A remote data bus 610 enables communication of all remote inputs and remote user interface through any remote communication protocol. Examples of the remote communication protocol include wired and wireless Ethernet, mobile phone networks, satellite, and other communication protocols. A local data bus 611 provides the communication path for local inputs 608 and user interface 609 to the controller 601 and between devices. It may be possible that both the remote and local bus 610,611 use the same communication protocols. Either bus 610,611 may consist of one or more protocols operating in tandem to establish communications with separate devices.
According to an embodiment, a dedicated remote inputs 612 may be provided for the remote bus 610 to enable access to information such as weather data or tariff rates of utilities. The remote inputs 612 may provide an automated and programmatic mechanism to provide such information to controller 601 along with other relevant information.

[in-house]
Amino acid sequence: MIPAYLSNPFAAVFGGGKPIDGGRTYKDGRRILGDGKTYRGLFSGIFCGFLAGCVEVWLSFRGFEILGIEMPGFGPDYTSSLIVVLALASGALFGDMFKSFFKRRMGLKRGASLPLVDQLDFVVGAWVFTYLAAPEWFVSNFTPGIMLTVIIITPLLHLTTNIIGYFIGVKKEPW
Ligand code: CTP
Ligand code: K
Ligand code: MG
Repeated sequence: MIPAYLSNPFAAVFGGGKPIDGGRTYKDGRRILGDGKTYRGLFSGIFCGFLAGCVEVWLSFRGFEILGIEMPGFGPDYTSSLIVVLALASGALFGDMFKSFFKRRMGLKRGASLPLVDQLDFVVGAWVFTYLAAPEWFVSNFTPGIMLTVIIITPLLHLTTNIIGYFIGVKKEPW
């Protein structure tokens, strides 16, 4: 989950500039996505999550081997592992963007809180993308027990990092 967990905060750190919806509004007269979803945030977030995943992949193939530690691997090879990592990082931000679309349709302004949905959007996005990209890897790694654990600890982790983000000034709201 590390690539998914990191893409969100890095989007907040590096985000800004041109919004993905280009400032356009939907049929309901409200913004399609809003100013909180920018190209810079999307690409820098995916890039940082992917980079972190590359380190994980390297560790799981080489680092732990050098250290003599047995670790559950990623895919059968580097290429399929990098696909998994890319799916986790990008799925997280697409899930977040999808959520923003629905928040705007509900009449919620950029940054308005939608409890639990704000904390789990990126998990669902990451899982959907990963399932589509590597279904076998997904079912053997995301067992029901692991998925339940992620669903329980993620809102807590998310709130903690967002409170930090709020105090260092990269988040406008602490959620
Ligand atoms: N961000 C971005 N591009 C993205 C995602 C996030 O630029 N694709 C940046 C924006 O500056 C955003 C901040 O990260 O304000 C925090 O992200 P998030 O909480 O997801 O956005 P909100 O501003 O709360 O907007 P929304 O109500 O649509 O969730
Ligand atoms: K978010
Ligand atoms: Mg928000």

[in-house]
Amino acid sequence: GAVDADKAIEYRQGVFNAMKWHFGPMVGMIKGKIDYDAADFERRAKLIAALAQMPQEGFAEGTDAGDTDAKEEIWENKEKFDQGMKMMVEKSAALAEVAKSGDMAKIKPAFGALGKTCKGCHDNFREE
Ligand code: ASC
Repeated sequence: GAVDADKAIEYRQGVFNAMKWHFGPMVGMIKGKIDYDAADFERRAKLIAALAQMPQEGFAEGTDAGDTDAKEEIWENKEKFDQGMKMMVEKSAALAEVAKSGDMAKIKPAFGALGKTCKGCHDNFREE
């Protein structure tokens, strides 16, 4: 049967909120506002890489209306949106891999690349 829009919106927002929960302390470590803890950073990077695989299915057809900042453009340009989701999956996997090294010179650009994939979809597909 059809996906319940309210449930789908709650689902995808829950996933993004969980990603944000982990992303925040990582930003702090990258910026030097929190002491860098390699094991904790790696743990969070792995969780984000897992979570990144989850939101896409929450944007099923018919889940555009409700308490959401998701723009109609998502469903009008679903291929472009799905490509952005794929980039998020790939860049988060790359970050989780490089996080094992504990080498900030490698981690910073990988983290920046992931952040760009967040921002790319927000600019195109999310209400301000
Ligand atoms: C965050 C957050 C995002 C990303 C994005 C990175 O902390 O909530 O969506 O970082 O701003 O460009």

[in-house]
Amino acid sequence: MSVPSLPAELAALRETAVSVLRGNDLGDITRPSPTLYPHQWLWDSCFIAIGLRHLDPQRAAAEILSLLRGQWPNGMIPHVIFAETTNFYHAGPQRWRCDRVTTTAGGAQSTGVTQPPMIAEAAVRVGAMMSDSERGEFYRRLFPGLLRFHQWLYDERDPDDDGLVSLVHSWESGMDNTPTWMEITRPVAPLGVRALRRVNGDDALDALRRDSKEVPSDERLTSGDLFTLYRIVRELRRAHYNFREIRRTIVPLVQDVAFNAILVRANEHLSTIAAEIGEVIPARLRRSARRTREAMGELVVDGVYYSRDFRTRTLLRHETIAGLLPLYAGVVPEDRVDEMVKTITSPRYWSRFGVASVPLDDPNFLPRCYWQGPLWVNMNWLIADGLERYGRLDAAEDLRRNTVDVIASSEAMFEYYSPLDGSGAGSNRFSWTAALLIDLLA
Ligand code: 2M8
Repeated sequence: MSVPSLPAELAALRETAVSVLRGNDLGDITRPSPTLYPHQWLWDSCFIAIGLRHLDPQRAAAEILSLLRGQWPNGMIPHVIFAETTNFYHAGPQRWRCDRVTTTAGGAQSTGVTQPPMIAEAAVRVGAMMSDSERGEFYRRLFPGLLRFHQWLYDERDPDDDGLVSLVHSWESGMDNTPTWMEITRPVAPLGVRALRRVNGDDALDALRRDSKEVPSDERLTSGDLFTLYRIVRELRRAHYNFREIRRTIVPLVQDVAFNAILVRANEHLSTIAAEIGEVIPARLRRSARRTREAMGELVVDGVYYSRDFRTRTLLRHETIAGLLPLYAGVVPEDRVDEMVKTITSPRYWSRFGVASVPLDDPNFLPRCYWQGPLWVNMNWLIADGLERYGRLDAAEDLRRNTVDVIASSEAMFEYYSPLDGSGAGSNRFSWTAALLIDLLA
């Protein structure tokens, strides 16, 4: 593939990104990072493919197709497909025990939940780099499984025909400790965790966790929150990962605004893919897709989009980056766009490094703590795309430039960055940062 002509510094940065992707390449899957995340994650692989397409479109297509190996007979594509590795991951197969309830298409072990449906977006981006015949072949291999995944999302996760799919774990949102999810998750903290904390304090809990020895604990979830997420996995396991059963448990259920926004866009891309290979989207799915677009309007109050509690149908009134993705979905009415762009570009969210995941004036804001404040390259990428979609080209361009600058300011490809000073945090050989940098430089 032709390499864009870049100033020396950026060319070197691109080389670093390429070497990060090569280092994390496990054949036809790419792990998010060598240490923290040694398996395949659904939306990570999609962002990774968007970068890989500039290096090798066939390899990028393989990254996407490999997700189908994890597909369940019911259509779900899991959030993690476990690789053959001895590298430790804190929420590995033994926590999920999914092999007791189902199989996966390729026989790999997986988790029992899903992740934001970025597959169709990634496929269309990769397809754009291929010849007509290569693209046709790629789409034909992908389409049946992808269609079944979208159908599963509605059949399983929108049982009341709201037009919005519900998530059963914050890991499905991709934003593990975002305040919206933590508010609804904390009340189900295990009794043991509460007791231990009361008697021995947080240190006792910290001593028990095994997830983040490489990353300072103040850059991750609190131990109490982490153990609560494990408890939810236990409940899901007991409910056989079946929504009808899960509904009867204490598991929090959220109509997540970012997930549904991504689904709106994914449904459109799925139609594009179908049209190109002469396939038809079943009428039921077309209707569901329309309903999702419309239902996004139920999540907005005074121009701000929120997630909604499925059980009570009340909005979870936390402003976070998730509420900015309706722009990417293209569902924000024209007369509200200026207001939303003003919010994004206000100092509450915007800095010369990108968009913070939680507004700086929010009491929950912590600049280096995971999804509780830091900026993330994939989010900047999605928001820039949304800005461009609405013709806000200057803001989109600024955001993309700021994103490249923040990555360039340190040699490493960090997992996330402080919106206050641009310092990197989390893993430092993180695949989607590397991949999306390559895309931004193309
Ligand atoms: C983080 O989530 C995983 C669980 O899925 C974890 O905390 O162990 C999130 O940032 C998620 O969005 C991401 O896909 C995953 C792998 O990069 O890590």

Still further, one or more embodiments provide for other types of data to be accessed or provided to the controller 601 through the remote user interface 613. The remote user interface 613 may allow the user to enter data or parameters into the system controller or other devices in communication with the controller 601.
In an embodiment, controller 601 receives User Inputs/Setpoints 701 through the local user interface 609 or the remote user interface 613. Examples of User Inputs/Setpoints 701 may include occupancy status, water heater setpoint, heating and cooling setpoints for the conditioned space, and other operational setpoints.
Humidity input 702 may be provided through sensors that are positioned to detect humidity from, for example, ambient air, the conditioned space, and/or airstreams within the systems that may include thermal storage, heat exchangers, desiccant wheels or heat recovery systems.